Alan Joyce’s logic is the elegant reasoning of a terrorist.

If the result of his massive disruption of the Australian transport system is the further shredding of the Qantas brand, which began under Geoff Dixon and which has accelerated rapidly under his Irish successor, and leads to further service cuts as Australians turns their back on the airline, that’s fine.

It will merely expedite his plans to offshore-by-stealth Qantas, wrecking the Australian-based operation while he sets about establishing lower-cost, more competitive foreign-based services.

To this end, a furious reaction against the airline for its act of malice toward Australian travellers is a price well worth paying; indeed, it may be part of the longer-term plan.

And even if the plan fails, if Joyce’s new services are yet another unsuccessful entry into the international aviation market, it’s of no moment to the Irishman anyway. He’ll move on to the next highly-remunerated gig. The business world will always find a home for executives who wear job cuts and attacks on unions as badges of pride.

For the ordinary Australian, there are no easy choices. Boycott Qantas, and you punish its employees and further Joyce’s plan. Reward it with your patronage, and you’ll be helping Joyce get another double-digit pay rise.

Joyce, after all, holds hostage not just Qantas’s 30,000 employees, but the key transport systems of a continent-sized nation with only 22 million inhabitants.

There are no easy choices for the government, either, but Joyce’s act of industrial terrorism is a superb opportunity for a government under siege.

The government’s first priority will be getting travellers back in the air and its second resolving the ongoing dispute. But there are politics at work here as well, of two different kinds.

Australian business this year has been increasingly aggressive in its attacks on the Fair Work Australia IR framework, and there are constant calls for another round of IR deregulation. The goal of corporate reform spruikers isn’t to improve Australia’s productivity but to enable business to cut costs, further reducing the wage share of national income below its current, historically low level.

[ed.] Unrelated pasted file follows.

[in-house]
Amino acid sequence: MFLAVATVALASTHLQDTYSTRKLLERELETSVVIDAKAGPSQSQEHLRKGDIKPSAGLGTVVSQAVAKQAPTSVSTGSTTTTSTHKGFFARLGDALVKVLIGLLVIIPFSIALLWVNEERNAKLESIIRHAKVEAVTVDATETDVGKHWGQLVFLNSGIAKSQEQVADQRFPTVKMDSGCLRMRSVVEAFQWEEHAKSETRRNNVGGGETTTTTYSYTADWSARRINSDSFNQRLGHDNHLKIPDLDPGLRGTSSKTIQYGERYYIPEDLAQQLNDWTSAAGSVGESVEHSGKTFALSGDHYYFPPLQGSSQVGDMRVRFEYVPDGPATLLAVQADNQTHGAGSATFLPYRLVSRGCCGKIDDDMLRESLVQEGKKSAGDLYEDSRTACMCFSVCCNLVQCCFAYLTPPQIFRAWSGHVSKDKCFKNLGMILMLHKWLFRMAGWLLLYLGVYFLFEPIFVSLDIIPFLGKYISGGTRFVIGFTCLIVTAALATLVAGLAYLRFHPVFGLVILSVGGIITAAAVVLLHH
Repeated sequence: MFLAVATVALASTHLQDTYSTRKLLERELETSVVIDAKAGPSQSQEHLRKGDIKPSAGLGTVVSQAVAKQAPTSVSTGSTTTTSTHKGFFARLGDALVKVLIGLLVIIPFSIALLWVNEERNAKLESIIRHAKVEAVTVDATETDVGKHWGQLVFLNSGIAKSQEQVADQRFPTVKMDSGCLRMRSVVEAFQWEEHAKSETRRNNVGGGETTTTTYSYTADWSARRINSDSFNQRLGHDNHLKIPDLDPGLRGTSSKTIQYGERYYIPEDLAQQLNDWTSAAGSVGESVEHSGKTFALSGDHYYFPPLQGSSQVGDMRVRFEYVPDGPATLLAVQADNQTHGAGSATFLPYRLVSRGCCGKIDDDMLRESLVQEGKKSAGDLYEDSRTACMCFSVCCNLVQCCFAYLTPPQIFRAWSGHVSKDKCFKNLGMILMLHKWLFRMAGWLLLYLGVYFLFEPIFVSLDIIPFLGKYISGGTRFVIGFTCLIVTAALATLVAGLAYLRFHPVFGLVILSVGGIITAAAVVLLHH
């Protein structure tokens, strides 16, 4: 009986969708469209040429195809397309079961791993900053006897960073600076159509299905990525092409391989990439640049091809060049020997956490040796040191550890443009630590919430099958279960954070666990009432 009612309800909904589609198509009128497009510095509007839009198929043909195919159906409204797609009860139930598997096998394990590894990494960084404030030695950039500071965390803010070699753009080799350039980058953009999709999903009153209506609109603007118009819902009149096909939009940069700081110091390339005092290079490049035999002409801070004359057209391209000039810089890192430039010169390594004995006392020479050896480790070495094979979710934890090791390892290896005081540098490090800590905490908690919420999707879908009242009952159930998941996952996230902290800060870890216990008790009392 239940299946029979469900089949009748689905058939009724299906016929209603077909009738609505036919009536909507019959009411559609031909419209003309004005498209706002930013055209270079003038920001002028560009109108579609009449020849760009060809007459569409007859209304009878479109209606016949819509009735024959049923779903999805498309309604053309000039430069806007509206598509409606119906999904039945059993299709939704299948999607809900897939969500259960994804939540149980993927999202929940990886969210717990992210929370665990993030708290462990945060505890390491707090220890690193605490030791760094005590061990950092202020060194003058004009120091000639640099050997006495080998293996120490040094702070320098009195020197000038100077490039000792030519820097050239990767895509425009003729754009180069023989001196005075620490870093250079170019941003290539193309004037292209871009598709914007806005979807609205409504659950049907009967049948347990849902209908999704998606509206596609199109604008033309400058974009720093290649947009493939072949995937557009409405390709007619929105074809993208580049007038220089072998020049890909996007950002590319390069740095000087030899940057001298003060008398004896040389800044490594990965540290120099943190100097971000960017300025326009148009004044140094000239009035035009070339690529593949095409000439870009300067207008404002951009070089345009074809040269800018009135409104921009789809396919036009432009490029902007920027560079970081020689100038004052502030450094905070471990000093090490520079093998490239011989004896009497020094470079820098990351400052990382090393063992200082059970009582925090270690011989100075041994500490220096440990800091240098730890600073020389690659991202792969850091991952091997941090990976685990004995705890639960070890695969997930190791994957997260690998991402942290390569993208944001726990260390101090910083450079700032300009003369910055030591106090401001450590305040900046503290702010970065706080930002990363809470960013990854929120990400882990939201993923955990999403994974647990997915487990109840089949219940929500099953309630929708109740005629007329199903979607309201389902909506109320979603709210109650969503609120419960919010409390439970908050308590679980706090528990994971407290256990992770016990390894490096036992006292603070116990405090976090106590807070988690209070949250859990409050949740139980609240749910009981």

Now the Fair Work system faces its firs major test. And Julia Gillard owns it, lock, stock and barrel. She was the Minister who designed it and shepherded it through Parliament.

It’s also a major opportunity for Gillard. If she’s able to authoritatively resolve this dispute, it could be the beginning of a highly-improbable turnaround. This is a crisis big enough to potentially start the restoration of her leadership stocks, or what’s left of them.

If she can’t, it’s the end of her, and probably sooner than most of us have been thinking.

Then again, the Prime Minister is already in deep, deep political water. In a sense, she has nothing to lose from this, given the terrible polling she faces. Anything that alters the political landscape and disrupts the politics-as-usual pattern of an incompetent Labor unable to lay a glove on a deft, profoundly cynical Tony Abbott is good for Gillard.

What should strengthen the government’s hand is the widespread perception that Qantas management is more to blame than the unions it is trying to crush, a sentiment unlikely to have been anything other than deepened by Joyce’s actions.  Essential found last week that 36-13% of voters blamed management over unions for the dispute, with 37% saying both equally were to blame. 73% also thought Joyce was overpaid. Essential also found 43-34% support for the government buying back Qantas.

Voters, it seems, just want their old Qantas back. In the view of Joyce and the Qantas board, they can’t get it back in the airline’s current form, not given continuing strong competition from government-subsidised foreign airlines and the high dollar. The only way to get the old Qantas back may indeed be to nationalise it and subsidise it, or to return to the days when competition from foreign airlines was even more tightly restricted than it is now.

And no one in federal politics is pushing those options. Well, not yet.